Why ‘Where’d You Go Bernadette’ Left This Renovation Unfinished On Purpose

updated Aug 16, 2019
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Credit: Wilson Webb / Annapurna Pictures

Where did Bernadette go? That’s the mystery her family has to solve after she runs away from their Seattle home in “Where’d You Go Bernadette,” in theaters Friday, August 16.

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The Richard Linklater-directed dramedy, based on Maria Semple’s 2012 novel of the same name, centers on Cate Blanchett as the film’s titular character, a neurotic architect who goes missing before her family’s excursion to Antarctica. Now it’s up to Bernadette’s daughter, Bee (Emma Nelson), and husband, Elgin (Billy Crudup), to find her whereabouts.

A once prominent figure in her field, Bernadette vanishes from the limelight after her family’s move from Los Angeles to Seattle, where she prefers to isolate herself from nosy neighbors in her decaying Queen Anne Hill home (formerly a school called “The Straight Gate School for Girls”). Although the house is described as being located in the Northwest, production designer Bruce Curtis reveals that the architectural wonder was “a mashup of three different elements”: a Pittsburgh production studio, a Waldorf school, and the Hays Mansion, a Second Empire–Italianate estate built in 1870, in Allegheny County, Pittsburgh.

Credit: Wilson Webb / Annapurna Pictures

“When I found Hays Mansion, it was actually slated to be condemned and torn down,” Curtis tells Apartment Therapy. “Somehow the family had saved it. It was just in this incredible disrepair flux.”

In order for the crew to film at the historic manor, Curtis says he had to bring in a construction team and rebuild a lot of the property, including opening up doorways and re-doing windows. The bedrooms were among the spaces to be renovated, because as Curtis suggests, they would have been the first rooms that Bernadette “redid so they all had [their] safe space while she was chewing on the rest of the project.”

Credit: Wilson Webb / Annapurna Pictures

During the remodeling, Curtis “had taken off probably three layers of linoleum flooring and exposed this beautiful inlay floor. Once we had sheared the walls and opened up doors, there was a fireplace in every room in that mansion,” he recalls. “It was a moment of discovery for all of us as I opened that can up.”

However, not every part of the estate was restored to look new. 

Credit: Wilson Webb / Annapurna Pictures

The parlor room, where Bernadette is often seen communicating with a virtual assistant named Manjula and storing her boxes of online orders, was purposely kept undone. There’s even a moment when Bernadette cuts her vintage carpet so a blackberry can grow. “That was probably the rawest of the room and I left that decaying beauty there specifically to show that flux of incompleteness in her mind in the house,” hints Curtis.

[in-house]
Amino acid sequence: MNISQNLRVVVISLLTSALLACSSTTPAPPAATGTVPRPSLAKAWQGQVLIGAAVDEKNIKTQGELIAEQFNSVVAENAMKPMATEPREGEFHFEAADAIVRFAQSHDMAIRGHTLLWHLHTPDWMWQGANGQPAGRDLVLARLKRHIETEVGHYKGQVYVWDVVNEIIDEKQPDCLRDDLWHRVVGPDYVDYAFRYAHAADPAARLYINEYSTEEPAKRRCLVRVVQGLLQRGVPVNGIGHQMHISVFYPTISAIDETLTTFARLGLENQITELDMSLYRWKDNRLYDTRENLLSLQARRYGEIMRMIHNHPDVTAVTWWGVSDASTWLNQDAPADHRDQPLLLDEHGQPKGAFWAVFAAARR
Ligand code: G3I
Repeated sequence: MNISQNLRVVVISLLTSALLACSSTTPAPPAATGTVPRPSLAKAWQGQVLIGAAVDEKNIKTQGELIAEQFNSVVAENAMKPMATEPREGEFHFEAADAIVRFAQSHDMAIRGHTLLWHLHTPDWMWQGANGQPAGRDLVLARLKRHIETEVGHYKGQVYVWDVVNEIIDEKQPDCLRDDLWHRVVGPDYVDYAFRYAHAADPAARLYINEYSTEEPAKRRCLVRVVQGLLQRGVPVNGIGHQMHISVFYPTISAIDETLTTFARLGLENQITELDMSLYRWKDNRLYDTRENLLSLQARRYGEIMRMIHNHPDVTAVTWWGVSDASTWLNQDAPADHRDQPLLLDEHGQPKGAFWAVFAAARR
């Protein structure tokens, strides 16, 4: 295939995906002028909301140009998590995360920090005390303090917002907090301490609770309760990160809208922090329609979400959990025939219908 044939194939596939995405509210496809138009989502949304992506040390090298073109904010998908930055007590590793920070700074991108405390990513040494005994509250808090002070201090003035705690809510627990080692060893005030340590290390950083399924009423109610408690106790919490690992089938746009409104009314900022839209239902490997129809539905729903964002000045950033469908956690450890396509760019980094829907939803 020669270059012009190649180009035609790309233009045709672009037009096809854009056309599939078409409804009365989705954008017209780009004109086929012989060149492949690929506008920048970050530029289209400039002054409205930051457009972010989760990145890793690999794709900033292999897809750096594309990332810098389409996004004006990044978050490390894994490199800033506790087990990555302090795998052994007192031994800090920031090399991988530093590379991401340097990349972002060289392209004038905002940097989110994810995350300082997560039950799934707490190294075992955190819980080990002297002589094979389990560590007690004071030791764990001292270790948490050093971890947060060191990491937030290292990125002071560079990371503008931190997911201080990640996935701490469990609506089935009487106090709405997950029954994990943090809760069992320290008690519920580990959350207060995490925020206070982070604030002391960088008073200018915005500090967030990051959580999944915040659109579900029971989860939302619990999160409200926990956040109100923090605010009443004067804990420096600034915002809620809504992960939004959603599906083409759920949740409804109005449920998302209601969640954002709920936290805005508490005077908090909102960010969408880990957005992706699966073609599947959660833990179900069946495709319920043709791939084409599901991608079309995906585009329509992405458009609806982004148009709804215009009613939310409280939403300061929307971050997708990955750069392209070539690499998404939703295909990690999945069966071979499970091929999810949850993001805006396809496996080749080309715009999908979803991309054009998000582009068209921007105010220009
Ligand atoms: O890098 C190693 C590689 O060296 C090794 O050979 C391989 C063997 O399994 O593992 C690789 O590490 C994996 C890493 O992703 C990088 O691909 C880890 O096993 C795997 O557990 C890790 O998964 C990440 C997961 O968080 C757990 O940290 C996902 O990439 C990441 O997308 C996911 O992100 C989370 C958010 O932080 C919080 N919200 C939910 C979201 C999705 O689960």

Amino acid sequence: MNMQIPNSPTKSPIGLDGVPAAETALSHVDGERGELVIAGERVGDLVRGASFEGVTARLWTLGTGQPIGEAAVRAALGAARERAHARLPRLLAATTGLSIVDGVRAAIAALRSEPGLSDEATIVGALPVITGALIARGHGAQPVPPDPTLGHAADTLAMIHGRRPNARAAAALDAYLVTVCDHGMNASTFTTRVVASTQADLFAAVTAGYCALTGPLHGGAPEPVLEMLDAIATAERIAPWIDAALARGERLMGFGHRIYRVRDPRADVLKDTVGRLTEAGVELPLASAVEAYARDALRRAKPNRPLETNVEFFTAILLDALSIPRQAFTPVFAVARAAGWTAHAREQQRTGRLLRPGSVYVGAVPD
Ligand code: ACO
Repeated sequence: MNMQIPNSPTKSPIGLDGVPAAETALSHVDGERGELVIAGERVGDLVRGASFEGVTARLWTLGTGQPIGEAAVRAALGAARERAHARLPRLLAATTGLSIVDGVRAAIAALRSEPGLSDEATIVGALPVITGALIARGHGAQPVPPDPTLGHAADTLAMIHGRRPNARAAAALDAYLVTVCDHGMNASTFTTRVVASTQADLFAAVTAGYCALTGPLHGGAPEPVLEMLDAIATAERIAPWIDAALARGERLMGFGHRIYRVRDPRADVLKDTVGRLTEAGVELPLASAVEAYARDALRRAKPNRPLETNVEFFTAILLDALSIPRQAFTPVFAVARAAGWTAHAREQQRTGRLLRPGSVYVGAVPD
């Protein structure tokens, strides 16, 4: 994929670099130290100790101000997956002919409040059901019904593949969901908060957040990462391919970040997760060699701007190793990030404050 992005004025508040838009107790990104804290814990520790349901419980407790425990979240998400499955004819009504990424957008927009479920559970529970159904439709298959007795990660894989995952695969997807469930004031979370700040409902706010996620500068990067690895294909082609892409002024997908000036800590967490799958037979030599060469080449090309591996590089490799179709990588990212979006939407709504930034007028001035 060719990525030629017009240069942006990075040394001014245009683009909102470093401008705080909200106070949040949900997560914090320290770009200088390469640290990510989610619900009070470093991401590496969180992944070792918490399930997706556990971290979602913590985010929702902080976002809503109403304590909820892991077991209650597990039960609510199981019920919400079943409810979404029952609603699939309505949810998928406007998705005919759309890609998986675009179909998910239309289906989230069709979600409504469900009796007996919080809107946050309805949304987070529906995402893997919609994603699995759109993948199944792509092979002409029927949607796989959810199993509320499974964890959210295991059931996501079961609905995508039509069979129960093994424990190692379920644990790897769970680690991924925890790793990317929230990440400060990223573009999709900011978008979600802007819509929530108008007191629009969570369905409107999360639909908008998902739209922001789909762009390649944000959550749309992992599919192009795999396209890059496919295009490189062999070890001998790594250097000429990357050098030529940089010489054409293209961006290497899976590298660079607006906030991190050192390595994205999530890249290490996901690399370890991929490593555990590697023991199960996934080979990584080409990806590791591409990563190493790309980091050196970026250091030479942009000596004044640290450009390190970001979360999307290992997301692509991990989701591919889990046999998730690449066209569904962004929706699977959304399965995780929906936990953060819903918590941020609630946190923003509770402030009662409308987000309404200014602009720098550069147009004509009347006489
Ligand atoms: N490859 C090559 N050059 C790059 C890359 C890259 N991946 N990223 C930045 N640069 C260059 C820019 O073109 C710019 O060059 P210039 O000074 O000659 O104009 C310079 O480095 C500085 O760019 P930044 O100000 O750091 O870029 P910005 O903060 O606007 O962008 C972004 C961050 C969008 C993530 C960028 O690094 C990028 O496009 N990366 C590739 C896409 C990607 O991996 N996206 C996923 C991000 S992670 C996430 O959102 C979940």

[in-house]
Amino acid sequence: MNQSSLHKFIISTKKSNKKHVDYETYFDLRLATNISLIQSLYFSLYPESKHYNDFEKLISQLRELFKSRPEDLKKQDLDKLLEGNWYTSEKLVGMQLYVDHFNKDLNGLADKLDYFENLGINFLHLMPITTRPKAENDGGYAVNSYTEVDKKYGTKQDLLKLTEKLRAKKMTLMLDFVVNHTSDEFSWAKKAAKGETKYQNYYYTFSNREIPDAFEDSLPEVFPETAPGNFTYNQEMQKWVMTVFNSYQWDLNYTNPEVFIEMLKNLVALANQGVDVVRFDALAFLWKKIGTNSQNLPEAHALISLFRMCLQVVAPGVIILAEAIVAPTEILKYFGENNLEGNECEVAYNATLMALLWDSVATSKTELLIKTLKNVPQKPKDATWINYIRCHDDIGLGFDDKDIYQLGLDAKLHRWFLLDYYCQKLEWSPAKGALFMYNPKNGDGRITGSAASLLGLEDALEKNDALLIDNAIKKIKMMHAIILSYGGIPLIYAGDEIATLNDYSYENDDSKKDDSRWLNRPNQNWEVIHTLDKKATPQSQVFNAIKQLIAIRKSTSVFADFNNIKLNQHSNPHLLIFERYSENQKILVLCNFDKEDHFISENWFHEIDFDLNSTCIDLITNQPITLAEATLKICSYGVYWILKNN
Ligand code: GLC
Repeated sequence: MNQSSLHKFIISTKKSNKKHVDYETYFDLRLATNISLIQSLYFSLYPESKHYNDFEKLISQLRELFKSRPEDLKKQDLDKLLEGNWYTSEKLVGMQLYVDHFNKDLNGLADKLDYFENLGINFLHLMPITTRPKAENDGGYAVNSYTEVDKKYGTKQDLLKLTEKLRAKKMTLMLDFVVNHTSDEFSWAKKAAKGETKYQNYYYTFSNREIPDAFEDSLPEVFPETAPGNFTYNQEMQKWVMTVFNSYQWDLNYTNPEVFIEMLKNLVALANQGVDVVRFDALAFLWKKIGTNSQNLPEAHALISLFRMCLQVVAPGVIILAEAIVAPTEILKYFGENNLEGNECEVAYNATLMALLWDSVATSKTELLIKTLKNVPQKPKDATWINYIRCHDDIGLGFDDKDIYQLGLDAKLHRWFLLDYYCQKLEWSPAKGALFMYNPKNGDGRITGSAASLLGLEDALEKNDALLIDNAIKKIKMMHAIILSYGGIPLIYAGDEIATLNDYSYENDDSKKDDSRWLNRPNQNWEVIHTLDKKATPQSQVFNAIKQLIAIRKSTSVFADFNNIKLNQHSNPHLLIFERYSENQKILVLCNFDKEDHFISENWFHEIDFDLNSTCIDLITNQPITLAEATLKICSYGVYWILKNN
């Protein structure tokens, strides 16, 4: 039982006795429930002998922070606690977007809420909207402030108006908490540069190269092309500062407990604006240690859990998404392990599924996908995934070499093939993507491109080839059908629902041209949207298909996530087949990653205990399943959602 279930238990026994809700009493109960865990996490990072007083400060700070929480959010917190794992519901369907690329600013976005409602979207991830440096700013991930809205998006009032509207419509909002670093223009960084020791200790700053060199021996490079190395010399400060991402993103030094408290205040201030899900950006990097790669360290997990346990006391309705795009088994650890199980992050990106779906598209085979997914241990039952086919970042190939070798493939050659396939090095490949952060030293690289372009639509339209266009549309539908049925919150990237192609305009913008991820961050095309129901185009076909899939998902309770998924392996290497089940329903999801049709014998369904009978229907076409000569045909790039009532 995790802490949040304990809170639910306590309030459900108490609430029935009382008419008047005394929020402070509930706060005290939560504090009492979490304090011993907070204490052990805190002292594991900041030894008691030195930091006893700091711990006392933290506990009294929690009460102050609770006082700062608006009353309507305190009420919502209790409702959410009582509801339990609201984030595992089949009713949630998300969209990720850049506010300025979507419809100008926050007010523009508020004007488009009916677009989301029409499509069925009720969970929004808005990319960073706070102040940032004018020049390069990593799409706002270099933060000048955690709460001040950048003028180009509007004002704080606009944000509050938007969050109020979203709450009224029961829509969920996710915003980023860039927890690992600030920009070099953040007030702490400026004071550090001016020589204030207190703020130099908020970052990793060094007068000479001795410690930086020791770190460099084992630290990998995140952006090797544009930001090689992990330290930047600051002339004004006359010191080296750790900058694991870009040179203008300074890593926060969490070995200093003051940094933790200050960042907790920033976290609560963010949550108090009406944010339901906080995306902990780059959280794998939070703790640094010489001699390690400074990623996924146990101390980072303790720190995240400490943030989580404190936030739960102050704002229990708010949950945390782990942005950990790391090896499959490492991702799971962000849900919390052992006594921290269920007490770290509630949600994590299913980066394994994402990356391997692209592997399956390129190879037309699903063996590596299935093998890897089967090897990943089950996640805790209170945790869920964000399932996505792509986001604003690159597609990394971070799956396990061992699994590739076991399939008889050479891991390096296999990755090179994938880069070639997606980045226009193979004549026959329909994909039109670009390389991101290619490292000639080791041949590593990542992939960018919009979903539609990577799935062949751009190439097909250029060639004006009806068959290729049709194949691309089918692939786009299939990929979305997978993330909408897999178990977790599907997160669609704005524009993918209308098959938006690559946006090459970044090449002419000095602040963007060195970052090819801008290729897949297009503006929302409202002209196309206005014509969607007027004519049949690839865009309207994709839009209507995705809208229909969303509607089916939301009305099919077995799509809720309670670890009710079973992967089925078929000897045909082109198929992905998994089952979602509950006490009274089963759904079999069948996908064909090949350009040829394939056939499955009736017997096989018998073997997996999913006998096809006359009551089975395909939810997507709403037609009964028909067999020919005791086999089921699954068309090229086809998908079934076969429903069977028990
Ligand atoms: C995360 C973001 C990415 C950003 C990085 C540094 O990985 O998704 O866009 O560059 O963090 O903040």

The great room featured a custom wallpaper that was adjusted into a jewel-tone palette. “Those colors really called to me because of the drabness. They’re deep, rich beautiful colors, but they’re a bit wallowing in stagnation. The fog and rain helped bring the tone down to what was going on in that house,” notes Curtis. Set designer Beauchamp Fontaine complemented the space with a custom velvet couch and Victorian light fixtures.

Credit: Wilson Webb / Annapurna Pictures

One room that didn’t originally exist in the mansion was the living room’s nearby bathroom, from which Bernadette escapes from the window.

“That was built, from the tiles to the fixtures to the window. We knew we needed to get her out somewhere,” says Curtis. “There was a nook there that was an old opening. The house had been bastardized through the years and had been another front door, sort-of foyer area. Originally I think it was part of the kitchen, but it lent itself well off the living room.”

Since Bernadette’s home was previously an establishment, the cooking area is “a nod to an industrial kitchen,” states Curtis. Built on a stage, the kitchen features a stainless steel commercial refrigerator, which was “more about the shape, the bigness to help the scale of that room and to tell the story that they’re in something that was once an institution and bigger than the three of them would ever need,” he emphasizes.

Credit: Wilson Webb / Annapurna Pictures

Curtis and his team also filled the kitchen with high-end appliances and cookware sourced from online and Los Angeles. “They’re not struggling. Even though Bernadette is struggling mentally, creative-wise—they’re not strapped for cash,” Curtis points out, especially since Elgin is a tech guru who works at Microsoft. “They’re a bit more on the fancy side, even though she has bitten off more than she can creatively chew at the time of her life.”

Credit: Wilson Webb / Annapurna Pictures

Adds Curtis: “We were careful to say, ‘Hey, if she’s going to replace a faucet, she would have the top-of-the-line nod to the historic-ness of her environment and something that she would like as well.’”

As Bernadette took a slight pause from her creative pursuits, Curtis was “very mindful not to fully finish anything [in the house] other than the bedrooms and bathrooms,” he maintains. “Everything was in a constant state of disrepair. Nothing was finished, just creative shambles.”